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Green Party ranked 'most gay friendly' in Sweden

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12:40 CEST+02:00
The Green Party's views are 88.6 percent "LGBT-friendly", a Swedish LGBT rights group claimed on Monday, making the Greens the most gay-friendly of all Sweden's parliamentary parties.

The Swedish Federation for Lesbian, Gay, Bisexual and Transgender Rights (RFSL) conducted a survey investigating how closely the parliamentary parties of Sweden correspond with the organization's own views, for example same-sex adoption laws and anti-discrimination measures.

Scores were calculated based both on the politicians' answers and recent voting habits on LGBT questions.

The Green Party (Miljöpartiet, MP) came out as the clear leader, with more than an 88 percent match on queer questions. The Sweden Democrats party (Sverigedemokraterna) came in last, with just 15.2 percent agreeing with RFSL views.

Helena Leander, Green party spokeswoman on LGBT issues, found the results heartening.

"Of course it's fun, but it's also fundamental for our ideology of affirming diversity and all people's equal worth," Leander told newspaper Svenska Dagbladet.

"The Greens have never wanted all people to be fit one template. They should be free and able to shape their own lives without being limited by obsolete norms."

IN PICTURES: Stockholm Pride Parade 2012

The Pirate Party and Feministiskt Initiative also participated in the survey, although not part of the Swedish parliament. The Pirate Party (Piratpartiet) scored even higher than the Greens, with 91.3 percent similarity to RFSL. The Feminist Initiative (Feministiskt initiativ) came in third place, scoring 87.6.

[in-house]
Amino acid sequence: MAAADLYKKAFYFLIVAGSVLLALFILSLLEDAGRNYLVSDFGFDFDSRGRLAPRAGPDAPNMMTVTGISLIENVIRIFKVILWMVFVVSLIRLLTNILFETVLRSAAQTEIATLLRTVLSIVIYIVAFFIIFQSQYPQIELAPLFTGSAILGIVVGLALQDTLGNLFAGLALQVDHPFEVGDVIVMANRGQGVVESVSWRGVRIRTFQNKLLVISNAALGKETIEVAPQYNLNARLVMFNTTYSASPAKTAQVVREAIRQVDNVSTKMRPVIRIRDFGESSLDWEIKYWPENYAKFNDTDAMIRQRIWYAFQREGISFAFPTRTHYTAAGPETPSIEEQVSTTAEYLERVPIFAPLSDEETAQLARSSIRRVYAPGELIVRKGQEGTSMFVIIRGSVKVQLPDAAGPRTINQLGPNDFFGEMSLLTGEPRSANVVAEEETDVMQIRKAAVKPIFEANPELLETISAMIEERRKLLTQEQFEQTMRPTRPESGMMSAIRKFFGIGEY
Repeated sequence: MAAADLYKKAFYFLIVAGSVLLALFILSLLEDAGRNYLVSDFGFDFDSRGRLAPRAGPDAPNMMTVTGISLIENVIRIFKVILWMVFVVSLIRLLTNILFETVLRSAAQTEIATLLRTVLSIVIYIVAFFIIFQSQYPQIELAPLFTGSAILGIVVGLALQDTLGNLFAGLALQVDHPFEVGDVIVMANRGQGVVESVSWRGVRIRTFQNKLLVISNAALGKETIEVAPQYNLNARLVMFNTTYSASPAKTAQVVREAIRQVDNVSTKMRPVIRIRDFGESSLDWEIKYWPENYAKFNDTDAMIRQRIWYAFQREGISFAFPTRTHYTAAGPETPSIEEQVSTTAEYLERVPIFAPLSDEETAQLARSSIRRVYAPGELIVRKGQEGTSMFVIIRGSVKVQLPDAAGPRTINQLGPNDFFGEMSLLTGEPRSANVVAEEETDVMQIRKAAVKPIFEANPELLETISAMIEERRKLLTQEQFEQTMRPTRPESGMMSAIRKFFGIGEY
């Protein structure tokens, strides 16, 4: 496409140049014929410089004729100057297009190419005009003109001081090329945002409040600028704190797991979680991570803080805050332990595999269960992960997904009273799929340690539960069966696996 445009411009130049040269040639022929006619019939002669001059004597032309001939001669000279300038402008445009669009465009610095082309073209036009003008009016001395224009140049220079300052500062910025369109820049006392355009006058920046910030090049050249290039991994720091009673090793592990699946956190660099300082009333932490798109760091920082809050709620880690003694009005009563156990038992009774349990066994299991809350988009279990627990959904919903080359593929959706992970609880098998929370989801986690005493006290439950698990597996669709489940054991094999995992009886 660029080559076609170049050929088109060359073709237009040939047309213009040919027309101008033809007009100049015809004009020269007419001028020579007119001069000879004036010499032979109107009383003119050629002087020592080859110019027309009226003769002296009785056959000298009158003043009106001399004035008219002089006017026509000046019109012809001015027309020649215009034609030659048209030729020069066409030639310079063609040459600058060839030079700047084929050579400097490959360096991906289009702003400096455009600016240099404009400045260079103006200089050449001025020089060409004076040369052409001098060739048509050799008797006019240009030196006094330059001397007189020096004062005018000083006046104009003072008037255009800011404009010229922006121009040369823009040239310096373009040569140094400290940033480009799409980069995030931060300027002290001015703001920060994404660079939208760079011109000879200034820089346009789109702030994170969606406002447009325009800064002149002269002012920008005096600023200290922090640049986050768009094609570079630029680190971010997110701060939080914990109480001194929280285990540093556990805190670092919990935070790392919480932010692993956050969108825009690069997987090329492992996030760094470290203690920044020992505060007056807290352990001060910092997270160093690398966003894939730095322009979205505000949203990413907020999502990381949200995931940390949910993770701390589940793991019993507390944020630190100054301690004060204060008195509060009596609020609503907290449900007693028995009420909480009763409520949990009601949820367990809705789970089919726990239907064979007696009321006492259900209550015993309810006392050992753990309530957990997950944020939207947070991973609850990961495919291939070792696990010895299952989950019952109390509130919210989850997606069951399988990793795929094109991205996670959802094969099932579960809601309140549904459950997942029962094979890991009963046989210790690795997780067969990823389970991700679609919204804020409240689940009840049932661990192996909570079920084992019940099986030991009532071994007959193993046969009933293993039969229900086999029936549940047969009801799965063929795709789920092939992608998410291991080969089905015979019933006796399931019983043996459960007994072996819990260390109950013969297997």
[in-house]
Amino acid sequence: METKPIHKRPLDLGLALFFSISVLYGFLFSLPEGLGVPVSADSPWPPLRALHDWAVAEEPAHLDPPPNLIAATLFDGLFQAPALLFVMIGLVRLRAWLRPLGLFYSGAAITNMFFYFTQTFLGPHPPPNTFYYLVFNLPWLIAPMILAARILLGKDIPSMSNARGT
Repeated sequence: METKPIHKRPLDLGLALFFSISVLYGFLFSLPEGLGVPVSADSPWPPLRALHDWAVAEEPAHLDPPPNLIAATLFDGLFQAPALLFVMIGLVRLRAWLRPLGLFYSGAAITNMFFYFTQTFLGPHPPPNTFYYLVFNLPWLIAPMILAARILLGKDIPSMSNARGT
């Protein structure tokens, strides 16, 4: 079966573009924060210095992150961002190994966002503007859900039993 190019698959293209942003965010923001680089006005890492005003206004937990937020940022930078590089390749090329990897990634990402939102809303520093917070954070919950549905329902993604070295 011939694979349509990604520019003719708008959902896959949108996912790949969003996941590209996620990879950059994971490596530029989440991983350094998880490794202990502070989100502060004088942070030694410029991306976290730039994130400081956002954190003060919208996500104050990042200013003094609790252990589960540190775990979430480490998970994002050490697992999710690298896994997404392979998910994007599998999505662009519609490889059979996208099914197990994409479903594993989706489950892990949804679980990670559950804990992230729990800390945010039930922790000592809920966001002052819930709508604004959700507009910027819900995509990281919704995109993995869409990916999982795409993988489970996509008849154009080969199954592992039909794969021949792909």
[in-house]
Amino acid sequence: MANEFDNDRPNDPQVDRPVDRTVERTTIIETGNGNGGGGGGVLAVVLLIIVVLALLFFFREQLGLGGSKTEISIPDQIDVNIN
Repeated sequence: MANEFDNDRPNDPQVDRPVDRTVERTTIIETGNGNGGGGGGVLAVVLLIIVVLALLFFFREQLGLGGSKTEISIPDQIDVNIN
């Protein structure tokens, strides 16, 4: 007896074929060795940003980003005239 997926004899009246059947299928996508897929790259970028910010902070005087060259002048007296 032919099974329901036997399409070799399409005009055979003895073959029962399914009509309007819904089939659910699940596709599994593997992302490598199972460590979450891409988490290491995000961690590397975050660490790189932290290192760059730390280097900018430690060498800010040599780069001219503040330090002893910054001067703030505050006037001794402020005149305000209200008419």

The Left Party (Vänsterpartiet, V) also ranked highly with RFSL, with 86.5 percent agreement with their views.  The Alliance (Alliansen, the current governing parties of Sweden) lagged behind the Red-Greens, with the Liberal Party (Folkpartiet) at 65.9, Centre Party (Centerpartiet) at 59, the Moderates (Moderaterna) at 27, and the Christian Democrats (Kristdemokratenrna) at 21.7 percent.

Christian Democrat spokesman Johan Ingerö  didn't put much weight on the results.
 
"It's their survey and we respect that. We stand for all people's equal worth. And then of course everyone can take their own attitude about it," Ingerö told The Local.
 
Sweden Democrat Martin Kinnunen was more outspoken.
 
"I don't believe that homosexuals are hetereogenous in their political views," Kinnunen told The Local. 
 

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"I think it's wrong to assume that all homosexuals think the same way and put them in one group like this. They can decide for themselves what politics to vote for. We don't place any importance on people's sexual preferences, but it's wrong for an organization to stamp such a large group with how they should think."
 
The release of the results coincided with the annual Stockholm Pride festival, which kicked off on Monday. Stockholm Pride runs through August 2nd, with activities, seminars, concerts, and of course the Pride Parade - Scandinavia's largest. Eurovision winner Conchita Wurst will also be performing. 

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